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Pediatric Associates of Livingston

Safety Outdoors: Insect Repellant

Mosquitoes, biting flies, and tick bites can make children miserable. While most children have only mild reactions to insect bites, some children can become very sick. Some insects carry dangerous illnesses such as West Nile virus, Lyme disease, and Rocky Mountain spotted fever. One way to protect your child from biting insects is to use insect repellents. However, it’s important that insect repellents are used safely and correctly.

Repellent Facts

  • The Environmental Protection Agency (EPA) regulates active ingredients in insect repellent products for safety and efficiency, not the FDA.
  • Eight active ingredients are registered with the EPA as insect repellents. Seven of these active
  • ingredients can be applied directly to the skin. One of these active ingredients can only be applied to clothing or camping gear.
      Newborn baby boy
    • DEET
    • Picardin
    • Oil of lemon eucalyptus
    • Oil of citronella
    • IR3535
    • Peppermint oil
    • Soybean oil
    • Permethrin

DEET

  • It is the most commonly used and available product.
  • Has been used as a commercially available insect repellent for more than 50 years with very few adverse effects being reported. The amount of DEET in a product may range from less than 10% to more than 30%.
  • Studies show that products with higher amounts of DEET protect people longer. For example, products with amounts around 10% may repel pests for about 2 hours, while products with amounts of 24% last an average of 5 hours. But studies also show that products with amounts of DEET greater than 30% don’t offer any extra protection.
  • The AAP recommends the use of DEET at concentration of 10% to 30%.
  • Can be used on infants as young as 2 months of age.

Picardin

  • Picardin is now available in the U.S. It is available in several products at 7% and 20% concentrations.
    • Duration of action is approximately 4 to 5 hours with 20% concentration.
    • This product should only be applied to clothing, not directly to skin. It may also be applied to outdoor equipment such as sleeping bags or tents.
  • Kills ticks on contact.

Permethrin

  • Permethrin is also registered with the EPA as a insect repellent but can only be applied to clothing or camping gear
  • It repels and kills ticks, mosquitoes, and other arthropods, Tips to Protect Your Kids from Insect Bites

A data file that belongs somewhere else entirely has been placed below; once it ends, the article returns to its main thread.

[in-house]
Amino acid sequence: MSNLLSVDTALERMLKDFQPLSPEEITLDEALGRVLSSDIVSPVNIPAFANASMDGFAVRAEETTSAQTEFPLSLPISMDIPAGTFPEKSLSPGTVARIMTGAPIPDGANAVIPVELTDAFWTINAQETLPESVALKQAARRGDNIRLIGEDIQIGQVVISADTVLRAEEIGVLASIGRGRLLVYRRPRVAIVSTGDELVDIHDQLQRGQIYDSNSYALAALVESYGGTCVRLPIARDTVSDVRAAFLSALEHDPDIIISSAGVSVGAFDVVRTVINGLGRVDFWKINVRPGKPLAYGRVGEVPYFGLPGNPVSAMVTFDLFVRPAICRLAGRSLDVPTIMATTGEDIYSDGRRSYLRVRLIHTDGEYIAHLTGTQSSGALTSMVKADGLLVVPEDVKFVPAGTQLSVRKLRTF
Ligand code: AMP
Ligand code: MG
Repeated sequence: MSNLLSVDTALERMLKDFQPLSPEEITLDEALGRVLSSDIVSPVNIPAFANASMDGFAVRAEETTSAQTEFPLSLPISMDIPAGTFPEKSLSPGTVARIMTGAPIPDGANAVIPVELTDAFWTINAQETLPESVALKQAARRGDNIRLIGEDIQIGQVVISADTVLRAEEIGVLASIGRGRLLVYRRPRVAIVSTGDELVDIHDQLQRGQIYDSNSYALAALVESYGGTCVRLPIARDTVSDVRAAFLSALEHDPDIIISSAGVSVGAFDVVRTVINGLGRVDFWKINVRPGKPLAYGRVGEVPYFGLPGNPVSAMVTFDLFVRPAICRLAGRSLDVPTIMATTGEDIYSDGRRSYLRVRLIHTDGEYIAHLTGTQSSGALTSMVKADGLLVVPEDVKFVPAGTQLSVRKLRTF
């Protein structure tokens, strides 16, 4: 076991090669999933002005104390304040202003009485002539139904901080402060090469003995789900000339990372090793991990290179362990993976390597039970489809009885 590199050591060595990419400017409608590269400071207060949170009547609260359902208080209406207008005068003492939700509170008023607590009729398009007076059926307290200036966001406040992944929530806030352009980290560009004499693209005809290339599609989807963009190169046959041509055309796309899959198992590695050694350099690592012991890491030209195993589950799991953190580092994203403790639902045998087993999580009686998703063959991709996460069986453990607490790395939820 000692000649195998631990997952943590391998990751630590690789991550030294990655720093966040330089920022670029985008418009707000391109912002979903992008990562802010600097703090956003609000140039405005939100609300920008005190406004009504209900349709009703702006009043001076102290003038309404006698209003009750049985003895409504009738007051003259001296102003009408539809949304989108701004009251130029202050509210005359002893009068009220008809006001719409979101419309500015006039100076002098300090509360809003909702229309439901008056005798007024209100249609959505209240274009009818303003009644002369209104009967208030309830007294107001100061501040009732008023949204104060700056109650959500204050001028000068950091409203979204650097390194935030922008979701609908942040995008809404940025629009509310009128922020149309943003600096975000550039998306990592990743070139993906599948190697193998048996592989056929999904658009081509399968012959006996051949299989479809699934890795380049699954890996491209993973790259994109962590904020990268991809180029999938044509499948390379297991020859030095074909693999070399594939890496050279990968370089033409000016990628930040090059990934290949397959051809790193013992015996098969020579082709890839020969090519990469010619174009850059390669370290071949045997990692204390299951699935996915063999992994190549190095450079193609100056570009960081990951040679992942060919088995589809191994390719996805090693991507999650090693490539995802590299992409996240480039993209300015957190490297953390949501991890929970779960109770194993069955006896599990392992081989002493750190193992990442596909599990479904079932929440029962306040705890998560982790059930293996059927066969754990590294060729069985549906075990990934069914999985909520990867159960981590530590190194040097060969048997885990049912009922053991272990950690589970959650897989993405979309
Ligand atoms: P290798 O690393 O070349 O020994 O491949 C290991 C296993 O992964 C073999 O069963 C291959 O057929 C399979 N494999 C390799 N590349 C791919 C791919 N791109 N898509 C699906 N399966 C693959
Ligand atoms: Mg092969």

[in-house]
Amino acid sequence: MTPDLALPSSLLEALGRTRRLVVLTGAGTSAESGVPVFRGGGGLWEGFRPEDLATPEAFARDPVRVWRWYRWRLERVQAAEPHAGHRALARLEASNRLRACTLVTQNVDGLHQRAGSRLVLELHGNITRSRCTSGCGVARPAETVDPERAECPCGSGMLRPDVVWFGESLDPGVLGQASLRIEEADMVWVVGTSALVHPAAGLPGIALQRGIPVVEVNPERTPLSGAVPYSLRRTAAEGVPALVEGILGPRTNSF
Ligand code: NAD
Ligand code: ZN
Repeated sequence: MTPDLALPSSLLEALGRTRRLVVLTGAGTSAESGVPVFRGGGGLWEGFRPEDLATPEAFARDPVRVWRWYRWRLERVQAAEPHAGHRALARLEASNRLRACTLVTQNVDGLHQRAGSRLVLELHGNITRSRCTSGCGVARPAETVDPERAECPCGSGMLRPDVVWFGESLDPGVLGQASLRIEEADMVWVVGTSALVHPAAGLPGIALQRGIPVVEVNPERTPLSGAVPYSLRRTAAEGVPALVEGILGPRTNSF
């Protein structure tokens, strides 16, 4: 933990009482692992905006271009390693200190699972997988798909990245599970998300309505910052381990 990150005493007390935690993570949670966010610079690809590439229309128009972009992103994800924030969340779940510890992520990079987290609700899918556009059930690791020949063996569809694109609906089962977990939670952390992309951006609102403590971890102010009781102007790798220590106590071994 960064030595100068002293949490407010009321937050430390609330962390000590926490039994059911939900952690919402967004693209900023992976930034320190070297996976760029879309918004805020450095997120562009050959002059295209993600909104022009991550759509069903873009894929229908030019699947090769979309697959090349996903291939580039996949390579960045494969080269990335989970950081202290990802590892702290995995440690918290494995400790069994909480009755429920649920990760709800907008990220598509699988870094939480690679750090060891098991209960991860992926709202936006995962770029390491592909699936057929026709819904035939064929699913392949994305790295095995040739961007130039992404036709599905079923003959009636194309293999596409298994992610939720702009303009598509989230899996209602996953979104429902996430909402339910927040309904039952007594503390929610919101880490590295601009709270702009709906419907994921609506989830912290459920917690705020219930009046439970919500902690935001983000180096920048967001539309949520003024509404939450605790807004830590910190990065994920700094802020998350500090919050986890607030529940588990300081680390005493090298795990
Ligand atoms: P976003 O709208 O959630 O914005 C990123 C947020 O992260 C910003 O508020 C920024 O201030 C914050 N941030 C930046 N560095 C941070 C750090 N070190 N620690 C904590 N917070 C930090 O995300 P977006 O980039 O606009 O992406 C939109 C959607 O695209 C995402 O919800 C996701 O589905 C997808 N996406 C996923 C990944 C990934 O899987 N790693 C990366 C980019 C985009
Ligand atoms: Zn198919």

• Tell your child to avoid areas that attract flying insects, such as garbage cans, stagnant pools of water, and flowerbeds or orchards.
  • Dress your child in long pants, a lightweight long-sleeved shirt, socks, and closed shoes when you know your child will be exposed to insects. A broad-brimmed hat can help to keep insects away from the face. Mosquito netting may be used over baby carriers or strollers in areas where your baby may be exposed to insects.
  • Avoid dressing your child in clothing with bright colors or flowery prints because they seem to attract insects.
  • Don’t use scented soaps, perfumes, or hairsprays on your child because they may attract insects.
  • Keep door and window screens in good repair.
  • Check your child’s skin at the end of the day if you live in an area where ticks are present and your child has been playing outdoors.
    • Remember that the most effective repellent for ticks is permethrin. It should not be applied to skin but on your child’s clothing.

Do’s and Don’ts of Repellents

  • Do’s
    • Only apply insect repellents on the outside of your child’s clothing and on exposed skin.
    • Spray repellents in open areas to avoid breathing them in.
    • Use just enough repellent to cover your child’s clothing and exposed skin. Using more doesn’t make the repellent more effective. Avoid reapplying unless necessary.
    • Assist young children when applying insect repellents on their own. Older children also should be supervised when using these products.
    • Wash your children’s skin with soap and water to remove any repellent when they return indoors, and wash their clothing before they wear it again.
  • Don’ts
    • Never apply insect repellent to children younger than 2 months.
    • Repellents should not be sprayed directly onto your child’s face. Instead, spray a little on your hands first and then rub it on your child’s face. Avoid the eyes and mouth. Insect repellents should not be applied on cuts, wounds or irritated skin.
    • Don’t buy products that combine DEET with sunscreen. The DEET may make the sun protection factor (SPF) less effective. These products can overexpose your child to DEET because the sunscreen needs to be reapplied often.